For many years, in a lot of societies, women were oppressed, discriminated against, and ill-treated and the Igbo society is no different. Women of the Igbo were either in a high position and worshiped like goddesses, or abused, insignificant, and demolished, and the last is more common. Things Fall Apart is about the culture, tradition, and believes of the Igbo community in Nigeria. The novel follows Okonkwo, a man who his whole existence is shaped by his fear, he is haunted by the memories of his father, and how his father lived his life in debts and died a shameful death. Okonkwo grew to be the perfect picture of a macho man, he is harsh and fiery-tempered, he usually resorts to violence when faced by any kind of conflict. In the novel we are interduce to many female characters, some are related to Okonkwo and some are not, and through these characters we are able to see women roles in the Igbo community as presented in the novel. This paper will discuss how women are presented in the novel.
Throughout the novel, the word woman is used as an insult mostly by the protagonist. Since he vowed to not be like his father, Okonkwo hated everything that makes him look weak, kindness, gentleness, and everything feminine which are women trades. The first mention of the word as insult is in one of Okonkwo’s early memories when a kid called his father an ‘agbala’, a woman. And since then it appears that it becomes Okonkwo’s favorite insult. In the ancestral feast meeting, Osugo a man who is less successful got screamed at by Okonkwo and called a woman because he had no titles. One of the disturbing images of how far masculinity can get, is after the killing of Ikemefuna, Okonkwo could not sleep or eat for a couple of days, and when he remembered Ikemefuna and shivered he got offended by that, and said ‘When did you become a shivering old woman’, ‘How can a man who has killed five men in battle fall to pieces because he has added a boy to their number? ‘. The fear of being called weak made him lose his sanity and humanity.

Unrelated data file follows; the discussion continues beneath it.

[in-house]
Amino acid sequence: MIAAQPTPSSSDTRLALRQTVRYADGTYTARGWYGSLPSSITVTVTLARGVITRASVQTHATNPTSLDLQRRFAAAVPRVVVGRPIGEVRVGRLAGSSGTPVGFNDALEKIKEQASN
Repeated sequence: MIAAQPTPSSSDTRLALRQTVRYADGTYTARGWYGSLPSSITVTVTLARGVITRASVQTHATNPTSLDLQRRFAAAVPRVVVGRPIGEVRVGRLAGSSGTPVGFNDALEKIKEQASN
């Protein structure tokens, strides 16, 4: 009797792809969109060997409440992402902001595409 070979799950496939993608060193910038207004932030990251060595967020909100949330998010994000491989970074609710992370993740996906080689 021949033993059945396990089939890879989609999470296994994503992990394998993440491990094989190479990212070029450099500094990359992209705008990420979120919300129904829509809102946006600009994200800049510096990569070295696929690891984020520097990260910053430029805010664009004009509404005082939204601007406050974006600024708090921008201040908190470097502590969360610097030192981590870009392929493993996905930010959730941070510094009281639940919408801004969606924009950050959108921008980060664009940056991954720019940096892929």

Another idea that is presented frequently, is that wives are their husbands’ property. Having more than one wife signifies wealth and success, the more the merrier. Having wives is another trophy on the man’s shelf next to being a farmer, and owning yam barns. Throughout the novel, we see that having more than one wife is a thing bragged about. The other side that this kind of mentality brings upon the wives is the justification of physical abuse. There are three different incidences where Okonkwo beats his wives, more incidences regarding his children, and numerous times where he threats to beat anyone and everyone.
Women around the world were, and in some places still are, oppressed and the women of the Igbo are no different. However that does not mean that they did not have any role in their community, there were priestesses that had a very high position in society even though they are few it is still better than none.